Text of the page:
Another set of collaborators was the characters themselves. Every one of the major characters has been the subject of at least one full-length biography. Many volumes of their writings survive. As much as possible, the script had to include their own words and their ideas as I understood them. But the greatest challenge was to try to find the voices for the characters whose voices had been lost or silenced: Mary Priestley, Sally Hemings. That meant consulting with people who have devoted their careers to bringing lives like theirs into the light again.
And oh, the places we went. We prowled Joseph Priestley’s beautifully preserved home and laboratory and scoured museums in Philadelphia. Penn State houses an archive of Priestley materials. If you read Priestley’s manuscript of his memoirs, you see that every time he gets to Benjamin Franklin’s name, his handwriting gets bigger. His pride and admiration are clear. Though Franklin was dead by the time our play begins, the action had to include him somehow.
The Newseum in Washington, D.C., holds originals of the vitriolic newspapers—the Philadelphia Aurora, Porcupine’s Gazette—that provided much of the play’s acerbic narration. Laurie visited Priestley’s native Yorkshire and made recordings that helped our Priestley, James Goode, find his character’s voice. At the Adams family’s home, Peace field, a National Park Service guide talked about Abigail Adams’s upbringing in a slave-owning family. That was news. In Monticello, the guides now present the place as the home of Thomas Jefferson and of the Hemings family.
Bucknell University offered chemists, engineers, and our whole design team, so the stage could fill with sparks and bubbles. The Unitarian Universalist Church of the Susquehanna Valley immersed us in a place of a quiet spiritual conviction that nurtures political commitment, and gave us a sense of Priestley’s effect on everyone who met him.
A couple of times a year for several years we would all gather in Bloomsburg. The ensemble would try out the dramatic potential of original documents. I would bring in fragmentary scenes and scenarios. Eventually the story found its natural shape in three households and three deeply contrasting relationships: Joseph and Mary Priestley, John and Abigail Adams, and Thomas Jefferson and Sally Hemings. Each grieves for a child. Each fights to make a place of safety. Friendships and alliances form and break. Laurie’s beautiful production created a hybrid of the historical setting and the increasing urgency of current issues we were creating an occasion to address.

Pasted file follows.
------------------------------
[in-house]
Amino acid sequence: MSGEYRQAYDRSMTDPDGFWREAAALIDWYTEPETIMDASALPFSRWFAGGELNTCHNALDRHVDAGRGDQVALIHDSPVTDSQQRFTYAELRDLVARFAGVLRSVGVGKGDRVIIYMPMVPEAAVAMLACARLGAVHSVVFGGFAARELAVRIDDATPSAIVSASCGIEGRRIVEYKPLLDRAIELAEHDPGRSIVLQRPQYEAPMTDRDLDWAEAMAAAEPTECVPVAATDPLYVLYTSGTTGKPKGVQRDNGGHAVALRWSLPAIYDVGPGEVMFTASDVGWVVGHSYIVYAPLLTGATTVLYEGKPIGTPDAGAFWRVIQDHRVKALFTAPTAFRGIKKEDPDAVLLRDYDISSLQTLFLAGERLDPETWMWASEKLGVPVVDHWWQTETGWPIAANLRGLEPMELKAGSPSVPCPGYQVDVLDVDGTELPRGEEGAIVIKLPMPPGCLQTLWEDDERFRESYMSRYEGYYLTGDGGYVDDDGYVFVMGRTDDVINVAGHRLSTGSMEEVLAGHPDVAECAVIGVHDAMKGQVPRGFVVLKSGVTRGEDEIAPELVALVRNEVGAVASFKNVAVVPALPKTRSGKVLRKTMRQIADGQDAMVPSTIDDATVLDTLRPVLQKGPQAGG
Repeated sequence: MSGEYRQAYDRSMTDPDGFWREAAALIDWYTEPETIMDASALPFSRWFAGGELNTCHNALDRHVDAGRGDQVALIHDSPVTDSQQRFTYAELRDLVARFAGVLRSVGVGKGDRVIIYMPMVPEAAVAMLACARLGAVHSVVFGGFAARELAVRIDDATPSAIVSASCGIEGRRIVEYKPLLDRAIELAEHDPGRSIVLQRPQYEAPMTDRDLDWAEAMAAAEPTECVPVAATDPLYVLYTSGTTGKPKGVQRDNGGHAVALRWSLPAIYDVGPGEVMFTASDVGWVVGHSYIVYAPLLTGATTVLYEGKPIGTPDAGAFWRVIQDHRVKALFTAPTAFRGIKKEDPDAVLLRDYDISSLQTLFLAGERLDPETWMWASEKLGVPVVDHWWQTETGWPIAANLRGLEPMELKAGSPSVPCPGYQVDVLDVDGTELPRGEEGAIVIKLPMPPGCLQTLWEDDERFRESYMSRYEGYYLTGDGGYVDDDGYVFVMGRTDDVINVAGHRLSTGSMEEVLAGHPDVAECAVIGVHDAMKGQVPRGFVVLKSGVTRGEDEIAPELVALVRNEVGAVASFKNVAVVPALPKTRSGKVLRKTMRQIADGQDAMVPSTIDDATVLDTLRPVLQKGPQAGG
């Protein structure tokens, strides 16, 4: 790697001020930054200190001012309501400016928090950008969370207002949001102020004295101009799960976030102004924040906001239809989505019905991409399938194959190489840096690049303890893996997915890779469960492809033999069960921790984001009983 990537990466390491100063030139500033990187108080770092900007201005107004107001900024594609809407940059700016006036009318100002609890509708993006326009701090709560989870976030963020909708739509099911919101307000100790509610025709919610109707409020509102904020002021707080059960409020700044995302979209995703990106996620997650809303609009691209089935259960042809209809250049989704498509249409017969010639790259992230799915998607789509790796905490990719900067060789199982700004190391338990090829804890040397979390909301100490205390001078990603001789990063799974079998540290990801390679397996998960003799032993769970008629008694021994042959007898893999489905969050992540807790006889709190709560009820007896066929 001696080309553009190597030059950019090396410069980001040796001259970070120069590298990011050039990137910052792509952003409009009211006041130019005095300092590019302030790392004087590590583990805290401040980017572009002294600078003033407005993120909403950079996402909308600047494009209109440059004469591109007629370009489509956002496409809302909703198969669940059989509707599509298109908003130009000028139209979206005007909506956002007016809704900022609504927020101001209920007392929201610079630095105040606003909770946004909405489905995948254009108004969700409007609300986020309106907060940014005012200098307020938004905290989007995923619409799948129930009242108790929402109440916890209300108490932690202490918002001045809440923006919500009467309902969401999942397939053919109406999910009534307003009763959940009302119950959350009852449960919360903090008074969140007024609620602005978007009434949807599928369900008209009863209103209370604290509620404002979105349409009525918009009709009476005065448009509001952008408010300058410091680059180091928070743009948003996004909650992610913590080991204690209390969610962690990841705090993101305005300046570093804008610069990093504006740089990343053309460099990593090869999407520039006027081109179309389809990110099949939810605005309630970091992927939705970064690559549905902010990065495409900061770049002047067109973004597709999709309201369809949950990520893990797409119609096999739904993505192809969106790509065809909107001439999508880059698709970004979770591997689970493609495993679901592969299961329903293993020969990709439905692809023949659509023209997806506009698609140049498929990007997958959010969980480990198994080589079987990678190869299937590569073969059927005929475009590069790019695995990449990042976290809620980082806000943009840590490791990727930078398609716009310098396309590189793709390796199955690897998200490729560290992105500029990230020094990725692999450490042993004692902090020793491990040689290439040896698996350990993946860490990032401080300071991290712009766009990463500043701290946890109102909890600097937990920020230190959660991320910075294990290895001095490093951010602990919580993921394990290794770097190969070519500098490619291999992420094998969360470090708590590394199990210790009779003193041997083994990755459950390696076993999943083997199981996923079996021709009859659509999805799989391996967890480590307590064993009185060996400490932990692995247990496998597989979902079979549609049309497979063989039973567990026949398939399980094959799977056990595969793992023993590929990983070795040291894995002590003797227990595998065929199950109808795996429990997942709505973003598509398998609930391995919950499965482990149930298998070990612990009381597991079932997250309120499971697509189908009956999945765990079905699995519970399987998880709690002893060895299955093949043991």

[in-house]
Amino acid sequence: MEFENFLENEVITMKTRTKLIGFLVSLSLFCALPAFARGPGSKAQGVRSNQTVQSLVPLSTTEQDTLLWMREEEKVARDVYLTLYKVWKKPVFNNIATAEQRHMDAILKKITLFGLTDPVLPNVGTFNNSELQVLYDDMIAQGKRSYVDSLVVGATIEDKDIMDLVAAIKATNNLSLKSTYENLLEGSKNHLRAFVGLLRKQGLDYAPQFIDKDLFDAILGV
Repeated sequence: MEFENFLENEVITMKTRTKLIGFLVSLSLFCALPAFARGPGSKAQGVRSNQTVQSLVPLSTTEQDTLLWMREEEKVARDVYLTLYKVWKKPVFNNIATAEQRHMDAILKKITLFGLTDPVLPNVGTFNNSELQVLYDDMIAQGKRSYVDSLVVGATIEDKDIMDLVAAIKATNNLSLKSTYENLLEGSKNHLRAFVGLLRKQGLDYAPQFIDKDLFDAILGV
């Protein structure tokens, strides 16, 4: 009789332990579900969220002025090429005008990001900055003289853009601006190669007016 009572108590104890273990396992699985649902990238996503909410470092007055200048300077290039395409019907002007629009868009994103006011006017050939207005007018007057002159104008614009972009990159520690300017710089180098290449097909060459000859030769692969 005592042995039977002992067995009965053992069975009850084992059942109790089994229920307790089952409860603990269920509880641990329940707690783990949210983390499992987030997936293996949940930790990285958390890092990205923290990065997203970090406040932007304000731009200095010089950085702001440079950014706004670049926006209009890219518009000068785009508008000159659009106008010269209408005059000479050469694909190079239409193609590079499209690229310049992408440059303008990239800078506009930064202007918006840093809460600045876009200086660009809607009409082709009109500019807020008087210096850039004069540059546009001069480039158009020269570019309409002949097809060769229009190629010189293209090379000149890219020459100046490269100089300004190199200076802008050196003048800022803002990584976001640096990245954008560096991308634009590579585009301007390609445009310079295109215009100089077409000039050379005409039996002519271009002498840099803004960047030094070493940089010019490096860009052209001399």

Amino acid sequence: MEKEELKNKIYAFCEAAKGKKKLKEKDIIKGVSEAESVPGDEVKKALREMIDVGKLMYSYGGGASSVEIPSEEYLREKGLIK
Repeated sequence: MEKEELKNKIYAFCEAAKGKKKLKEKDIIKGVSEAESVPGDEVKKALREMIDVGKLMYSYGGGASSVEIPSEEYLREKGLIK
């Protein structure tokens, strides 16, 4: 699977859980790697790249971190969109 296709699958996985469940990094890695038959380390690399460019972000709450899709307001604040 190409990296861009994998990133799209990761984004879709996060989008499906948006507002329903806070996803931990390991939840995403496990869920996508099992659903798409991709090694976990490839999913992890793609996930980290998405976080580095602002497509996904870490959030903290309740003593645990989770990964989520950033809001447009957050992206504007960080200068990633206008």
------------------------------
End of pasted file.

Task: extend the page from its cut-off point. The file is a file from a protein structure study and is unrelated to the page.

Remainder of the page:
Audiences were to join us on inauguration weekend. A van full of theatre staff headed to the march in Washington. The acting company joined the demonstration in the Bloomsburg town square. The ensemble was proud of their work, but a little anxious as to how it would be received.
By opening night, the company more and more seemed to play not only from sense memory and character work, but also from a kind of public emotion. They were performing a conversation with the audience, speaking for their experiences of righteous anger and disenfranchisement. The laughs got more knowing and communal. There was applause for particularly outspoken scenes. At the end, they stood all at once.
Bloomsburg is the kind of town where the wait staff of the restaurant closest to the theatre will come to an early performance, knowing that a lot of their patrons will be heading to the show and wanting to be ready to talk about it.
After one night at Gunpowder Joe they stayed to talk.
“Thank you,” said one. “That helped.”